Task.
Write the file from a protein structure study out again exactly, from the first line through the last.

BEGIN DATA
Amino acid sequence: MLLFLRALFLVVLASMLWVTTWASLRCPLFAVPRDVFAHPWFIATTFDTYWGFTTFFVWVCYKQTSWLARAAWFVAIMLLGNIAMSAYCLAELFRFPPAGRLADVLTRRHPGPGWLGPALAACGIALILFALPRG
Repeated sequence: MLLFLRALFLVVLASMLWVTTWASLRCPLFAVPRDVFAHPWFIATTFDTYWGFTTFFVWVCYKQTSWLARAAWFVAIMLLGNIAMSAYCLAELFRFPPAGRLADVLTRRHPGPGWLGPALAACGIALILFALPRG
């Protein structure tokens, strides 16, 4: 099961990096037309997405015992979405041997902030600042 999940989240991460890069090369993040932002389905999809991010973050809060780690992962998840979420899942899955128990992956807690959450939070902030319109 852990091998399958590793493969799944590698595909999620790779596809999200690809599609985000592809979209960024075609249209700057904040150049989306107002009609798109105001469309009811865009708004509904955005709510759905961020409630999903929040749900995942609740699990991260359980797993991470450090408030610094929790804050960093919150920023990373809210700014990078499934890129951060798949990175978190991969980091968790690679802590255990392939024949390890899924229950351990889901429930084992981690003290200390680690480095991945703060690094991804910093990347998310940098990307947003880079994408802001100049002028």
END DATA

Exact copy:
Amino acid sequence: MLLFLRALFLVVLASMLWVTTWASLRCPLFAVPRDVFAHPWFIATTFDTYWGFTTFFVWVCYKQTSWLARAAWFVAIMLLGNIAMSAYCLAELFRFPPAGRLADVLTRRHPGPGWLGPALAACGIALILFALPRG
Repeated sequence: MLLFLRALFLVVLASMLWVTTWASLRCPLFAVPRDVFAHPWFIATTFDTYWGFTTFFVWVCYKQTSWLARAAWFVAIMLLGNIAMSAYCLAELFRFPPAGRLADVLTRRHPGPGWLGPALAACGIALILFALPRG
């Protein structure tokens, strides 16, 4: 099961990096037309997405015992979405041997902030600042 999940989240991460890069090369993040932002389905999809991010973050809060780690992962998840979420899942899955128990992956807690959450939070902030319109 852990091998399958590793493969799944590698595909999620790779596809999200690809599609985000592809979209960024075609249209700057904040150049989306107002009609798109105001469309009811865009708004509904955005709510759905961020409630999903929040749900995942609740699990991260359980797993991470450090408030610094929790804050960093919150920023990373809210700014990078499934890129951060798949990175978190991969980091968790690679802590255990392939024949390890899924229950351990889901429930084992981690003290200390680690480095991945703060690094991804910093990347998310940098990307947003880079994408802001100049002028």